William K. Stell mainly investigates Retina, Goldfish retina, Biophysics, Anatomy and Neuroscience. His Retina research is multidisciplinary, relying on both Endocrinology, Retinal, Internal medicine and Immediate early protein. His study in Biophysics is interdisciplinary in nature, drawing from both Electron microscope, Cell, Cell type and Spinule.
William K. Stell combines subjects such as Carassius auratus, Retinal detachment and Golgi apparatus, Golgi method with his study of Anatomy. The various areas that William K. Stell examines in his Golgi apparatus study include Ultrastructure and Cell biology. The study incorporates disciplines such as Immunocytochemistry and Contrast in addition to Neuroscience.
Retina, Endocrinology, Internal medicine, Retinal and Neuroscience are his primary areas of study. His Retina research includes themes of Neuropeptide, Anatomy and Cell biology. His studies in Anatomy integrate themes in fields like Biophysics, Goldfish retina, GABAergic and Arvicanthis niloticus.
As a part of the same scientific family, William K. Stell mostly works in the field of Endocrinology, focusing on Receptor and, on occasion, Pharmacology. His study in the field of Outer nuclear layer is also linked to topics like Viral vector. His Neuroscience research includes elements of Immunocytochemistry and Acetylcholine.
William K. Stell mostly deals with Atropine, Ophthalmology, Pharmacology, Muscarinic acetylcholine receptor and Retinal. His Atropine study introduces a deeper knowledge of Internal medicine. His Ophthalmology research focuses on Optometry and how it connects with Refraction, Retinal ganglion cell and Corneal curvature.
His Pharmacology study integrates concerns from other disciplines, such as Muscarinic Effects, Muscarinic acetylcholine receptor M3, Animal studies and Muscarinic acetylcholine receptor M4. His Muscarinic acetylcholine receptor research is multidisciplinary, incorporating elements of Clonidine and Antagonist. To a larger extent, William K. Stell studies Retina with the aim of understanding Form deprivation.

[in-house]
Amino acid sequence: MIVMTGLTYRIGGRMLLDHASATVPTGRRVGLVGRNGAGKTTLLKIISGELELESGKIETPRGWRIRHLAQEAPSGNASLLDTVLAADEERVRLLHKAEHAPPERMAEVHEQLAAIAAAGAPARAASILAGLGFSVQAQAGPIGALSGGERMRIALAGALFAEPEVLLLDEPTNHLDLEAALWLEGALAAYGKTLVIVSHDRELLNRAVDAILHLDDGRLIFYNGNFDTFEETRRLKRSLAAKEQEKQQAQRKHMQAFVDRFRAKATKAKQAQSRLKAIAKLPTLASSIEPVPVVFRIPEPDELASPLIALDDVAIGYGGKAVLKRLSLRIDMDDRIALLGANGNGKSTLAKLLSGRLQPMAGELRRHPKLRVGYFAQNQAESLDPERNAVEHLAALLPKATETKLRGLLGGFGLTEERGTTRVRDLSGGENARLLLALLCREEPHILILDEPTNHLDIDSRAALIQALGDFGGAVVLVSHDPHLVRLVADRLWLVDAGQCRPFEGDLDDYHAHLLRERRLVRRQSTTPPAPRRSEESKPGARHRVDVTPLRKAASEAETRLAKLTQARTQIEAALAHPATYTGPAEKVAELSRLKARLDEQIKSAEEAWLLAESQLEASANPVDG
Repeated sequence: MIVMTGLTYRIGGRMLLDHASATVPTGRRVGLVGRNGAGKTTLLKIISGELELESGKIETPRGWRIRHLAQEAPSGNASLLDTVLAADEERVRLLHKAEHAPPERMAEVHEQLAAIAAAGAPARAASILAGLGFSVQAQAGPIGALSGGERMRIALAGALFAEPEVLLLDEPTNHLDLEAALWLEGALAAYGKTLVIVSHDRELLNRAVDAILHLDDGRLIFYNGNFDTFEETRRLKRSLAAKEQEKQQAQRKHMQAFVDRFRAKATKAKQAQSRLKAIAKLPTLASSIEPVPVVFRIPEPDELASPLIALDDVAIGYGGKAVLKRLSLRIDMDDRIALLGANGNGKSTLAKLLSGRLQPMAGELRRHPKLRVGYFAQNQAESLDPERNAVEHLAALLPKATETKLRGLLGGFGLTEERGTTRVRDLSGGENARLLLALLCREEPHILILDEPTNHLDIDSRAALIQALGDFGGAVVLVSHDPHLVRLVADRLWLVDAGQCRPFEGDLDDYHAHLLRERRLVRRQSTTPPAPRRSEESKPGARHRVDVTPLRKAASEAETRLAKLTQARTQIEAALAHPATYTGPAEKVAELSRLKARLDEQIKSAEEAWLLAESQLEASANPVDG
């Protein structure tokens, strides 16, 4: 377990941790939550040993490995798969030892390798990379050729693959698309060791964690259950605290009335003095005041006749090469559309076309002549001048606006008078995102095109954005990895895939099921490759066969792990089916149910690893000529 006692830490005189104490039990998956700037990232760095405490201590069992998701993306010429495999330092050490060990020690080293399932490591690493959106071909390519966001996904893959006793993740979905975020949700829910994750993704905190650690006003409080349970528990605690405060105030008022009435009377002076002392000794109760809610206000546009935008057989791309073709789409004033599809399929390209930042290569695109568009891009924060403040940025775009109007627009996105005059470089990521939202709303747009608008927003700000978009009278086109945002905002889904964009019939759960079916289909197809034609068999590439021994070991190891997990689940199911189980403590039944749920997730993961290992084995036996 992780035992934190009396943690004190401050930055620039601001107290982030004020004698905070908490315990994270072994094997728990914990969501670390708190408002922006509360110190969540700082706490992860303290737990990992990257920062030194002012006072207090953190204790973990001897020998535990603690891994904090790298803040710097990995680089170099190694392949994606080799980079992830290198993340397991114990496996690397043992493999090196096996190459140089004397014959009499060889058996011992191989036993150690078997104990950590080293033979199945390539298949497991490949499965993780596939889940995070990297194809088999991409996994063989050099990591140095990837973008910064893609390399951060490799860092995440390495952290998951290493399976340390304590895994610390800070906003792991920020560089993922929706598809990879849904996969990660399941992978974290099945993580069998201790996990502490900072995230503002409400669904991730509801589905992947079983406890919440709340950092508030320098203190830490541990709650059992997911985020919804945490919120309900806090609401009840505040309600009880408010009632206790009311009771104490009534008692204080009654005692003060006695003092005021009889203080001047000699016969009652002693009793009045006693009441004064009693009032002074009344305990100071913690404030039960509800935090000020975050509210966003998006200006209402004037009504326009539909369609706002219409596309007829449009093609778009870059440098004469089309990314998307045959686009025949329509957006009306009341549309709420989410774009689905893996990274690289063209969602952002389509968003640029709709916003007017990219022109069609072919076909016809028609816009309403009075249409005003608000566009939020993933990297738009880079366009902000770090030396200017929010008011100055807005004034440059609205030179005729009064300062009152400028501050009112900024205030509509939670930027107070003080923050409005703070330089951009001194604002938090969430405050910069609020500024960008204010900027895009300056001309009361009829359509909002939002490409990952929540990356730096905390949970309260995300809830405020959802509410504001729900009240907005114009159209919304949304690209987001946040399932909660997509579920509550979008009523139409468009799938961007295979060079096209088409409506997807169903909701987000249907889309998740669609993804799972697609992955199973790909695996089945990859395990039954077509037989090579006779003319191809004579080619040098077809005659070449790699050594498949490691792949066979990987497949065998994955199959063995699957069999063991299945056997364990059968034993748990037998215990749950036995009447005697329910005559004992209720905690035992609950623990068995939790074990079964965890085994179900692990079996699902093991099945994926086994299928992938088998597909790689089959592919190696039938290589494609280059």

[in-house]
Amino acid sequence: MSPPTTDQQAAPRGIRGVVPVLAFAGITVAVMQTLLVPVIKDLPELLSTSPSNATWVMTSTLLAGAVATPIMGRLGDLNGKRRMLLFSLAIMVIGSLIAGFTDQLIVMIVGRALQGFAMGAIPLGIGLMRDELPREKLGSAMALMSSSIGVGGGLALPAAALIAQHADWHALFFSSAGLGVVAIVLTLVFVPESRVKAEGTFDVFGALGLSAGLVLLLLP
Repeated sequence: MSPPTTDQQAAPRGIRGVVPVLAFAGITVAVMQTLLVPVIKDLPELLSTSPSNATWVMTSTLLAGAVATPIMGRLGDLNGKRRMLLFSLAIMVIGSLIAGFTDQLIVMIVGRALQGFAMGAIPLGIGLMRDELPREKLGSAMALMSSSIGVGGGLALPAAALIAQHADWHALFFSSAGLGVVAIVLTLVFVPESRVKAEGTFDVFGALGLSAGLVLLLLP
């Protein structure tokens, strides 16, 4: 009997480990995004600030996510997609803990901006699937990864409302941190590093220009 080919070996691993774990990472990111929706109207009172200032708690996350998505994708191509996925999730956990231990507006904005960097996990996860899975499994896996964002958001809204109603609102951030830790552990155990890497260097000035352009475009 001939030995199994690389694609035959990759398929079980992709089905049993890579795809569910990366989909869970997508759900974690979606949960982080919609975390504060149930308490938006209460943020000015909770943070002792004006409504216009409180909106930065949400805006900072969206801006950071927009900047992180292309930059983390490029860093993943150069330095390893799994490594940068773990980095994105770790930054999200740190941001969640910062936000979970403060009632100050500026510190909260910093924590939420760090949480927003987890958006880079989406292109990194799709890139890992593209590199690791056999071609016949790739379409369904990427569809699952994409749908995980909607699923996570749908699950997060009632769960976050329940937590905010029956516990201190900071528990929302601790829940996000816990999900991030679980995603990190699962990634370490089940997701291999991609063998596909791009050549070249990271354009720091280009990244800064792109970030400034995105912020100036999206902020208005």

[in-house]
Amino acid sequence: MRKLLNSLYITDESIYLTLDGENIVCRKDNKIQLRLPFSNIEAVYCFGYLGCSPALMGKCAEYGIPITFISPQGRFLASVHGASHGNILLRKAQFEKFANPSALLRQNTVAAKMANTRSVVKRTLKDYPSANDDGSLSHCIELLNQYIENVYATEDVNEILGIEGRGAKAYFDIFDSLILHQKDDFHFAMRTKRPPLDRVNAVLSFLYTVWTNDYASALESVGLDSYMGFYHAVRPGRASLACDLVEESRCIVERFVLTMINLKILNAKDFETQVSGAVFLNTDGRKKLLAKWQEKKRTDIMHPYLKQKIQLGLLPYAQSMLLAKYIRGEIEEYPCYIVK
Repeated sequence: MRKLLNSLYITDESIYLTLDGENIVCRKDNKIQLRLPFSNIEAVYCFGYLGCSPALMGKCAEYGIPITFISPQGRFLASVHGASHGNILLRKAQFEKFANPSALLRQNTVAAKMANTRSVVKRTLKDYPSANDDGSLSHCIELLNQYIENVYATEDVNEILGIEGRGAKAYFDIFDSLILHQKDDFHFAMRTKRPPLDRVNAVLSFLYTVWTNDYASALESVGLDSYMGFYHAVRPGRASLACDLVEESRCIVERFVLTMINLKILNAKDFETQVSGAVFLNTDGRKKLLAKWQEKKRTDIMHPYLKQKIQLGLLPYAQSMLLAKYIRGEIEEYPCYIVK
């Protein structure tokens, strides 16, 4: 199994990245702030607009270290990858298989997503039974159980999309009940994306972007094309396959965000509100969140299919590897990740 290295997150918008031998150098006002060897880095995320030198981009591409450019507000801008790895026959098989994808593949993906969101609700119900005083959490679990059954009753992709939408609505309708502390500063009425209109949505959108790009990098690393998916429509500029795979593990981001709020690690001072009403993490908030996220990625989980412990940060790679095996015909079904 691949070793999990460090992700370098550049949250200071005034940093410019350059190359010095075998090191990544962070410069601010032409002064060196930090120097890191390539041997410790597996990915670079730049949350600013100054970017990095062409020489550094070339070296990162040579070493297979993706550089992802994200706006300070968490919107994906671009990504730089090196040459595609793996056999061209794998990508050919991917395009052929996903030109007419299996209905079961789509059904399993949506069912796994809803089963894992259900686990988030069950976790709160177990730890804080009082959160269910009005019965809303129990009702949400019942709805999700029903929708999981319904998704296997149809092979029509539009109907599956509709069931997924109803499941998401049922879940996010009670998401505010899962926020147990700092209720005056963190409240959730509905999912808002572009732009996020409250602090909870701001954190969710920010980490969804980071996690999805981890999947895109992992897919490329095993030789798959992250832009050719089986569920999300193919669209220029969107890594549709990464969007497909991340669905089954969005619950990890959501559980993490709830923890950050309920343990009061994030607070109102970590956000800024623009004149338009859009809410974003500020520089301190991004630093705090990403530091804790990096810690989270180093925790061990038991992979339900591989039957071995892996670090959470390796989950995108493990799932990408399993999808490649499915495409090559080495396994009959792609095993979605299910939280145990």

The scientist’s investigation covers issues in Atropine, Muscarinic acetylcholine receptor, Antagonist, Pirenzepine and Himbacine. His Atropine research is multidisciplinary, incorporating perspectives in Surgery, Dose–response relationship, Retina, Form deprivation and Sodium nitroprusside. His Muscarinic acetylcholine receptor study introduces a deeper knowledge of Internal medicine.
His Antagonist research is multidisciplinary, relying on both Clonidine and Endocrinology. His Pirenzepine research incorporates elements of Muscarinic antagonist, Dicyclomine and Pharmacology.
Color-specific interconnections of cones and horizontal cells in the retina of the goldfish.
William K. Stell;David O. Lightfoot.
The Journal of Comparative Neurology (1975)
The structure and relationships of horizontal cells and photoreceptor-bipolar synaptic complexes in goldfish retina.
William K. Stell.
American Journal of Anatomy (1967)
GABA-ergic pathways in the goldfish retina.
Robert E. Marc;William K. Stell;Dean Bok;Dominic M. K. Lam.
The Journal of Comparative Neurology (1978)
Nitric Oxide (NO) Mediates the Inhibition of Form-Deprivation Myopia by Atropine in Chicks
Brittany J. Carr;William K. Stell.
Scientific Reports (2016)
The goldfish nervus terminalis: a luteinizing hormone-releasing hormone and molluscan cardioexcitatory peptide immunoreactive olfactoretinal pathway.
William K. Stell;Steven E. Walker;Kuldip S. Chohan;Alexander K. Ball.
Proceedings of the National Academy of Sciences of the United States of America (1984)
Goldfish retina: functional polarization of cone horizontal cell dendrites and synapses.
WK Stell;DO Lightfood;TG Wheeler;HF Leeper.
Mutation of the calcium channel gene Cacna1f disrupts calcium signaling, synaptic transmission and cellular organization in mouse retina
Fiona Mansergh;Noelle C. Orton;John P. Vessey;Melanie R. Lalonde.
Human Molecular Genetics (2005)
Light- and focus-dependent expression of the transcription factor ZENK in the chick retina.
Andy J. Fischer;Andy J. Fischer;Jennifer J. McGuire;Frank Schaeffel;William K. Stell.
Nature Neuroscience (1999)
Structural basis for on-and off-center responses in retinal bipolar cells
William K. Stell;Andrew T. Ishida;David O. Lightfoot.
Cone structure and visual pigment content in the retina of the goldfish
William K. Stell;Ferenc I. Hárosi.
Vision Research (1976)
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